Fossil Hominids, Human Evolution:
Thomas Huxley & Eugene Dubois (2 of 3)

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Darwin Publishes on Human Origins
Amid these ambiguous developments, Darwin decided to say something about human origins. In 1871 he published The Descent of Man and Selection in Relation to Sex, in which he argued that all of the known evidence was consistent with humans having evolved from a common ancestor shared with apes. He speculated that Africa was their place of origin and that human ancestors had gradually taken on their current form since then. He suggested that natural selection was not the only evolutionary pressure at work. Women might have preferred different traits in men, what Darwin called sexual selection, and this might have given rise to differences between the races. Darwin’s ideas did not persuade his old correspondent, Alfred Russel Wallace. Wallace decided that our oversized brains were far more powerful than necessary—we could easily survive with minds slightly more advanced than an ape’s. The creation of humans must, he concluded, be the work of divine intervention.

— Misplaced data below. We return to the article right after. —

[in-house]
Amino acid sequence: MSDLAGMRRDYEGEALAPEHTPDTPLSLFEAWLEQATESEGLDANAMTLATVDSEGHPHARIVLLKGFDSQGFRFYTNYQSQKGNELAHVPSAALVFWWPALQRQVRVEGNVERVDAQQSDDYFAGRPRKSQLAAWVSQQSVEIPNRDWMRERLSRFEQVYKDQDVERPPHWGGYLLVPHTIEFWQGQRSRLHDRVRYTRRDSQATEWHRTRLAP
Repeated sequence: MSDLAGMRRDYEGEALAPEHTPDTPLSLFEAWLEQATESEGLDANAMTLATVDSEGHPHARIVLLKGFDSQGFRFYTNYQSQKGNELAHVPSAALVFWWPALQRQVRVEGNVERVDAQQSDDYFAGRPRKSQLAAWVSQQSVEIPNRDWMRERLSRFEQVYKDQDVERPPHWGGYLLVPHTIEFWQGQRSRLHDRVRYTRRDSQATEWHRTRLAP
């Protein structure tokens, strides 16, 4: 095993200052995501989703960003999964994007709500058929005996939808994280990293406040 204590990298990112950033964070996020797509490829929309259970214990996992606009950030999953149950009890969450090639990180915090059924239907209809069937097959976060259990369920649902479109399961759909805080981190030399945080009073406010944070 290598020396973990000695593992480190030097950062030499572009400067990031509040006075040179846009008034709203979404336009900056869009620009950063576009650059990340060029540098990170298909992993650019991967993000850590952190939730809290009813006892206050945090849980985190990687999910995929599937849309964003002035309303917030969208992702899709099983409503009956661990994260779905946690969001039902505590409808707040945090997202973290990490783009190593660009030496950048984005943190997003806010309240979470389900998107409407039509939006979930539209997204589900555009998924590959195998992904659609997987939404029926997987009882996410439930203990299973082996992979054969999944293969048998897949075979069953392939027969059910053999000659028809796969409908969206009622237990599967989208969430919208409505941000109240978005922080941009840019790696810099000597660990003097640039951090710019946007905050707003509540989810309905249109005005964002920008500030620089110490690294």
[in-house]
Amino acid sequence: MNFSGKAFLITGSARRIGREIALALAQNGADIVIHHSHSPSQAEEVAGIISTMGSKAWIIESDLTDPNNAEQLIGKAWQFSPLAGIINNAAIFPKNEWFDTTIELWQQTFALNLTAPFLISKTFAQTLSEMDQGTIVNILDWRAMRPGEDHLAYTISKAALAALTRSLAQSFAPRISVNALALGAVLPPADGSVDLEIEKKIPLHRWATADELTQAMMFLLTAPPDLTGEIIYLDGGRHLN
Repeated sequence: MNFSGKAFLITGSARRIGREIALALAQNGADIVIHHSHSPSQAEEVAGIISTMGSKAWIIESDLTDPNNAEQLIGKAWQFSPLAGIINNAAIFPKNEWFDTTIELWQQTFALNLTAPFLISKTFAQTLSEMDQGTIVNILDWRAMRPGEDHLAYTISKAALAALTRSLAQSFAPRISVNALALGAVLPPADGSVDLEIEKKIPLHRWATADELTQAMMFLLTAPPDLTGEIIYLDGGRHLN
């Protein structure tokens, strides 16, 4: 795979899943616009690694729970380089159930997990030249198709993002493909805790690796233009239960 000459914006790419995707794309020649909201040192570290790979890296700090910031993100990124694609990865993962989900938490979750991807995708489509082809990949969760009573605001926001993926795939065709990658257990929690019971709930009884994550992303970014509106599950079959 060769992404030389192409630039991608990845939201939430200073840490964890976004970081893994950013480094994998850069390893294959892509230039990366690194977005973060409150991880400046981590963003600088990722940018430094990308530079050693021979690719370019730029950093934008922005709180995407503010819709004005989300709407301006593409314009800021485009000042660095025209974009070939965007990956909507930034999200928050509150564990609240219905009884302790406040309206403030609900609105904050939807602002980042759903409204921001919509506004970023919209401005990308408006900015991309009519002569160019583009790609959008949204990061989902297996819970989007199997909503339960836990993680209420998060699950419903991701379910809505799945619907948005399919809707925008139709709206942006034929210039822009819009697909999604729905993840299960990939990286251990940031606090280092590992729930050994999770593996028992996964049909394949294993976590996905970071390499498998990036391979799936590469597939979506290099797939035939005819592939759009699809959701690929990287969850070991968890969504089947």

Eugene Dubois

More Human Fossils Discovered
Fossils would be crucial to resolving this debate, but they were slow in coming. It was not until 1886 that Neanderthal fossils were discovered for a second time—and this time, they included the jaw and other parts of the skeleton. Found in Spy, Belgium, these clearly came from ancient rocks, demonstrating that Neanderthals were not some barbarian tribe that lived a few centuries ago. The next year, Eugene Dubois (left), a young anatomist from Holland traveled to Indonesia in the hopes of finding fossils of early man. Since orangutans lived there, and since Dubois managed to secure a job as a medical officer in the Royal Dutch East Indies Army, it seemed like a good place for him to go prospecting. After four years of struggles, he hit pay dirt when he dug a pit in the side of the Solo River in eastern Java. He found fossil remains of something not quite human, but not quite ape. It stood upright, but its brain was far too small to qualify as human. It became known as Pithecanthropus erectus, meaning “upright ape-man.”

Neanderthal, Homo erectus and Modern human skulls
• Dubois image courtesy of the National Museum of Natural History: Naturalis, Leiden, The Netherlands. next page


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